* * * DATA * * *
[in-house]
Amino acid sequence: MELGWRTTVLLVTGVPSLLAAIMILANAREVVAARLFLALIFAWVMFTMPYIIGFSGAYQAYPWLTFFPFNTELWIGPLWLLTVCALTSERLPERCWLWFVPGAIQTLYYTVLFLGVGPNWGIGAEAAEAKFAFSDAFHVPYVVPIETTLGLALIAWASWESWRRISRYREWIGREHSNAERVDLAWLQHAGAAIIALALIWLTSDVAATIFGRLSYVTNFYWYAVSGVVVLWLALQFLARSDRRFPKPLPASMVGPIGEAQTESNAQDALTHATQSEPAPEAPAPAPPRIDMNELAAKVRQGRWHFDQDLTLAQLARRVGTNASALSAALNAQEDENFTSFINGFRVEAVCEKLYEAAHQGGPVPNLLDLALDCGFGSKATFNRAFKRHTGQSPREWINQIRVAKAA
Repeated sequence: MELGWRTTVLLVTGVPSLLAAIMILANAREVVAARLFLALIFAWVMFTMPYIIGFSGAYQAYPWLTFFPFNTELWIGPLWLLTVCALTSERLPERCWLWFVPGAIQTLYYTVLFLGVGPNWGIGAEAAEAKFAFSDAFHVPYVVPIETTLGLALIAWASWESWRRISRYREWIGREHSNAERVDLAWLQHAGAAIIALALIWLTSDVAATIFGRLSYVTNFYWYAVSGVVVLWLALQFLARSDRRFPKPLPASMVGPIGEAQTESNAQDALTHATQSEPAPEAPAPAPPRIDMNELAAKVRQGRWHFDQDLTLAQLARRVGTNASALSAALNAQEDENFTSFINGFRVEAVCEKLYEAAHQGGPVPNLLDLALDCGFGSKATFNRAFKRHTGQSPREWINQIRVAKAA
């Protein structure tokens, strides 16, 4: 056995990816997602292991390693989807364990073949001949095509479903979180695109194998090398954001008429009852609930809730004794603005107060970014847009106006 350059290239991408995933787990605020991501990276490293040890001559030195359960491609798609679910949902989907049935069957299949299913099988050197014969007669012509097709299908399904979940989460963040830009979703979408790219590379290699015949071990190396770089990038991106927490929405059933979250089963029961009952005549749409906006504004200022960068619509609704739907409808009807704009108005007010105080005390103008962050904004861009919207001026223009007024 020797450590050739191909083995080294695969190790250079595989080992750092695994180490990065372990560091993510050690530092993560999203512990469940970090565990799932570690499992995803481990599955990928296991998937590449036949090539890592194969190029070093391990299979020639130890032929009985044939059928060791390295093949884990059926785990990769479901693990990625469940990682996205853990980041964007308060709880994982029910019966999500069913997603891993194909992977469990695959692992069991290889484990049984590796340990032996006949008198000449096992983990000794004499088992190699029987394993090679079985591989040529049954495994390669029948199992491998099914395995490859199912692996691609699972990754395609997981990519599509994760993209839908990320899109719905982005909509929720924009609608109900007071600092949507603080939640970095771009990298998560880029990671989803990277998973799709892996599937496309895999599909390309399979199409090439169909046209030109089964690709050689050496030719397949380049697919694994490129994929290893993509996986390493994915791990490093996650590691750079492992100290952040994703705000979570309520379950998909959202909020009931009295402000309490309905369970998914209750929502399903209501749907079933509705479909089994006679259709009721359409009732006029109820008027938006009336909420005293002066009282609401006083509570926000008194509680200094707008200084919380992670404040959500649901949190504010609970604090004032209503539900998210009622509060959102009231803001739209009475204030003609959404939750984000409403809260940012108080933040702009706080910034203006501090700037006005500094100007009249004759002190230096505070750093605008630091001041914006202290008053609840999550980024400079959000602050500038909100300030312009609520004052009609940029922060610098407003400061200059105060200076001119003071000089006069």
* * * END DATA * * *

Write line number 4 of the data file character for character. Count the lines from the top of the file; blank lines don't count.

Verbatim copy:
């Protein structure tokens, strides 16, 4: 056995990816997602292991390693989807364990073949001949095509479903979180695109194998090398954001008429009852609930809730004794603005107060970014847009106006 350059290239991408995933787990605020991501990276490293040890001559030195359960491609798609679910949902989907049935069957299949299913099988050197014969007669012509097709299908399904979940989460963040830009979703979408790219590379290699015949071990190396770089990038991106927490929405059933979250089963029961009952005549749409906006504004200022960068619509609704739907409808009807704009108005007010105080005390103008962050904004861009919207001026223009007024 020797450590050739191909083995080294695969190790250079595989080992750092695994180490990065372990560091993510050690530092993560999203512990469940970090565990799932570690499992995803481990599955990928296991998937590449036949090539890592194969190029070093391990299979020639130890032929009985044939059928060791390295093949884990059926785990990769479901693990990625469940990682996205853990980041964007308060709880994982029910019966999500069913997603891993194909992977469990695959692992069991290889484990049984590796340990032996006949008198000449096992983990000794004499088992190699029987394993090679079985591989040529049954495994390669029948199992491998099914395995490859199912692996691609699972990754395609997981990519599509994760993209839908990320899109719905982005909509929720924009609608109900007071600092949507603080939640970095771009990298998560880029990671989803990277998973799709892996599937496309895999599909390309399979199409090439169909046209030109089964690709050689050496030719397949380049697919694994490129994929290893993509996986390493994915791990490093996650590691750079492992100290952040994703705000979570309520379950998909959202909020009931009295402000309490309905369970998914209750929502399903209501749907079933509705479909089994006679259709009721359409009732006029109820008027938006009336909420005293002066009282609401006083509570926000008194509680200094707008200084919380992670404040959500649901949190504010609970604090004032209503539900998210009622509060959102009231803001739209009475204030003609959404939750984000409403809260940012108080933040702009706080910034203006501090700037006005500094100007009249004759002190230096505070750093605008630091001041914006202290008053609840999550980024400079959000602050500038909100300030312009609520004052009609940029922060610098407003400061200059105060200076001119003071000089006069």